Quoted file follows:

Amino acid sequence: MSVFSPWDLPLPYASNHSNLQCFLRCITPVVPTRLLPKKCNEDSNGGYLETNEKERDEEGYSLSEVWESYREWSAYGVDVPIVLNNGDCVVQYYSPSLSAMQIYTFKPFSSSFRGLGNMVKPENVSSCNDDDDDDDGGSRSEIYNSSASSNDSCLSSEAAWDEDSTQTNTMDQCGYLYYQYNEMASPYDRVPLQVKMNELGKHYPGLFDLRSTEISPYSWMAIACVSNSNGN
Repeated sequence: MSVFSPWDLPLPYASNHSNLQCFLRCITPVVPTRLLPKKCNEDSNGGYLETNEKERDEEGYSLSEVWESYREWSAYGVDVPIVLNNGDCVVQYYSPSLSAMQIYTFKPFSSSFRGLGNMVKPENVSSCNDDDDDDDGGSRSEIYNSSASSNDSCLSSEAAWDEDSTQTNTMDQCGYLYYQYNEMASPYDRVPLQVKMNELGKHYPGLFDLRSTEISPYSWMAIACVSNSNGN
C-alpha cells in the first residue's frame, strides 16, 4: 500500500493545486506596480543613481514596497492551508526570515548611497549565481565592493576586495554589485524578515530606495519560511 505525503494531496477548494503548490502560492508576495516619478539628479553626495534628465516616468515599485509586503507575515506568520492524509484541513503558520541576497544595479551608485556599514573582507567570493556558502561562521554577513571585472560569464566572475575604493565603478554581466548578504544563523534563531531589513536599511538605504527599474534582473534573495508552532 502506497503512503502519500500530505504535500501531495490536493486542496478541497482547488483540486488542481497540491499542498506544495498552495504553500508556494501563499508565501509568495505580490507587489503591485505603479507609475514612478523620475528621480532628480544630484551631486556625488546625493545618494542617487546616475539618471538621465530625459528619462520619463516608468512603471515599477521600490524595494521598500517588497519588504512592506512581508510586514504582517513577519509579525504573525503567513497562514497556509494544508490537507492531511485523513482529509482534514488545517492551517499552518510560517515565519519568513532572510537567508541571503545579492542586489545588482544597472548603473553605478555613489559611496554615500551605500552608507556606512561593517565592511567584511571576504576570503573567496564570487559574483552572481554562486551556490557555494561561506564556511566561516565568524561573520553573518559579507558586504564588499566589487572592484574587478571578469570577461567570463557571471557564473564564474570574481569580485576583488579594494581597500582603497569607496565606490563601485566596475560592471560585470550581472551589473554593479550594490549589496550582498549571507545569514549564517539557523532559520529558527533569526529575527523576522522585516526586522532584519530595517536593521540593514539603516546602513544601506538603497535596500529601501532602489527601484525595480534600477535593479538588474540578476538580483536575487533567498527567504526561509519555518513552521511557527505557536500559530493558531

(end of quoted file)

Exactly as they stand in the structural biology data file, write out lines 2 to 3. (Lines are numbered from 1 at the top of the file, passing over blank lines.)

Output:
Repeated sequence: MSVFSPWDLPLPYASNHSNLQCFLRCITPVVPTRLLPKKCNEDSNGGYLETNEKERDEEGYSLSEVWESYREWSAYGVDVPIVLNNGDCVVQYYSPSLSAMQIYTFKPFSSSFRGLGNMVKPENVSSCNDDDDDDDGGSRSEIYNSSASSNDSCLSSEAAWDEDSTQTNTMDQCGYLYYQYNEMASPYDRVPLQVKMNELGKHYPGLFDLRSTEISPYSWMAIACVSNSNGN
C-alpha cells in the first residue's frame, strides 16, 4: 500500500493545486506596480543613481514596497492551508526570515548611497549565481565592493576586495554589485524578515530606495519560511 505525503494531496477548494503548490502560492508576495516619478539628479553626495534628465516616468515599485509586503507575515506568520492524509484541513503558520541576497544595479551608485556599514573582507567570493556558502561562521554577513571585472560569464566572475575604493565603478554581466548578504544563523534563531531589513536599511538605504527599474534582473534573495508552532 502506497503512503502519500500530505504535500501531495490536493486542496478541497482547488483540486488542481497540491499542498506544495498552495504553500508556494501563499508565501509568495505580490507587489503591485505603479507609475514612478523620475528621480532628480544630484551631486556625488546625493545618494542617487546616475539618471538621465530625459528619462520619463516608468512603471515599477521600490524595494521598500517588497519588504512592506512581508510586514504582517513577519509579525504573525503567513497562514497556509494544508490537507492531511485523513482529509482534514488545517492551517499552518510560517515565519519568513532572510537567508541571503545579492542586489545588482544597472548603473553605478555613489559611496554615500551605500552608507556606512561593517565592511567584511571576504576570503573567496564570487559574483552572481554562486551556490557555494561561506564556511566561516565568524561573520553573518559579507558586504564588499566589487572592484574587478571578469570577461567570463557571471557564473564564474570574481569580485576583488579594494581597500582603497569607496565606490563601485566596475560592471560585470550581472551589473554593479550594490549589496550582498549571507545569514549564517539557523532559520529558527533569526529575527523576522522585516526586522532584519530595517536593521540593514539603516546602513544601506538603497535596500529601501532602489527601484525595480534600477535593479538588474540578476538580483536575487533567498527567504526561509519555518513552521511557527505557536500559530493558531